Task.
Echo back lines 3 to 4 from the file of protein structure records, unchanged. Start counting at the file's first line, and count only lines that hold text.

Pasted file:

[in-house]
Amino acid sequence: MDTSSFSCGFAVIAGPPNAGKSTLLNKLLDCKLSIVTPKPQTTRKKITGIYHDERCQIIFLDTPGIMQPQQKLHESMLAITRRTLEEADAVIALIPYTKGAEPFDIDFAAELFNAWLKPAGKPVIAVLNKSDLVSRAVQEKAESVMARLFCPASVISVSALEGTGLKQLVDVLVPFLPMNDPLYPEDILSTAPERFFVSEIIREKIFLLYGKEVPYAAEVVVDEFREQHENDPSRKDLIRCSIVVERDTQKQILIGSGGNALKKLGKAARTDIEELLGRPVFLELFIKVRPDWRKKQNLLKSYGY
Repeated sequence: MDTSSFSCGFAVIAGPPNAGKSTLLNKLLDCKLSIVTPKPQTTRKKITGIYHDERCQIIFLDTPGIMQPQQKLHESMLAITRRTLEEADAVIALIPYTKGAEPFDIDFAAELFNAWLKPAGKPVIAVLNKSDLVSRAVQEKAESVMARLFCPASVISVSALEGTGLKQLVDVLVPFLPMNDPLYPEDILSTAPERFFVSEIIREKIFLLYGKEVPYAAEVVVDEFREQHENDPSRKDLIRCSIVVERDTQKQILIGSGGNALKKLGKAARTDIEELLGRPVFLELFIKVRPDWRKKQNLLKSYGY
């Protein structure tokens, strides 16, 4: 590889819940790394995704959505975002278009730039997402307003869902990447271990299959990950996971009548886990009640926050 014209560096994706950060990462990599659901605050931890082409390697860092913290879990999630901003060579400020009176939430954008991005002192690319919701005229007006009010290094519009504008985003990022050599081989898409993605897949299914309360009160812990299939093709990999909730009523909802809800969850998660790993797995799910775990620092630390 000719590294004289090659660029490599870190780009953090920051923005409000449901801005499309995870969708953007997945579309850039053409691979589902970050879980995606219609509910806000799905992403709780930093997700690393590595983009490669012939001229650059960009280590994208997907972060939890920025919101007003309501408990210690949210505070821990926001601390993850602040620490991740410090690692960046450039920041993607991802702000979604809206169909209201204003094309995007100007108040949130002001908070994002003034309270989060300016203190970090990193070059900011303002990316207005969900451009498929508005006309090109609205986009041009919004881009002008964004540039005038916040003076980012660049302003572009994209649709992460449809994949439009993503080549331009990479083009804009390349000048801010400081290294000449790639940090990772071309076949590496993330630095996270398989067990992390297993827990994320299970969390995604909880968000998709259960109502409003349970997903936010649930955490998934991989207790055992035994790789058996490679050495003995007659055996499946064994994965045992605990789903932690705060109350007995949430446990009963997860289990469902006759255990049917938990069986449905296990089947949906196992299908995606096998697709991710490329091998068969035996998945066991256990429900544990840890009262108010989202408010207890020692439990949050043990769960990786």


Repeated sequence: MDTSSFSCGFAVIAGPPNAGKSTLLNKLLDCKLSIVTPKPQTTRKKITGIYHDERCQIIFLDTPGIMQPQQKLHESMLAITRRTLEEADAVIALIPYTKGAEPFDIDFAAELFNAWLKPAGKPVIAVLNKSDLVSRAVQEKAESVMARLFCPASVISVSALEGTGLKQLVDVLVPFLPMNDPLYPEDILSTAPERFFVSEIIREKIFLLYGKEVPYAAEVVVDEFREQHENDPSRKDLIRCSIVVERDTQKQILIGSGGNALKKLGKAARTDIEELLGRPVFLELFIKVRPDWRKKQNLLKSYGY
């Protein structure tokens, strides 16, 4: 590889819940790394995704959505975002278009730039997402307003869902990447271990299959990950996971009548886990009640926050 014209560096994706950060990462990599659901605050931890082409390697860092913290879990999630901003060579400020009176939430954008991005002192690319919701005229007006009010290094519009504008985003990022050599081989898409993605897949299914309360009160812990299939093709990999909730009523909802809800969850998660790993797995799910775990620092630390 000719590294004289090659660029490599870190780009953090920051923005409000449901801005499309995870969708953007997945579309850039053409691979589902970050879980995606219609509910806000799905992403709780930093997700690393590595983009490669012939001229650059960009280590994208997907972060939890920025919101007003309501408990210690949210505070821990926001601390993850602040620490991740410090690692960046450039920041993607991802702000979604809206169909209201204003094309995007100007108040949130002001908070994002003034309270989060300016203190970090990193070059900011303002990316207005969900451009498929508005006309090109609205986009041009919004881009002008964004540039005038916040003076980012660049302003572009994209649709992460449809994949439009993503080549331009990479083009804009390349000048801010400081290294000449790639940090990772071309076949590496993330630095996270398989067990992390297993827990994320299970969390995604909880968000998709259960109502409003349970997903936010649930955490998934991989207790055992035994790789058996490679050495003995007659055996499946064994994965045992605990789903932690705060109350007995949430446990009963997860289990469902006759255990049917938990069986449905296990089947949906196992299908995606096998697709991710490329091998068969035996998945066991256990429900544990840890009262108010989202408010207890020692439990949050043990769960990786």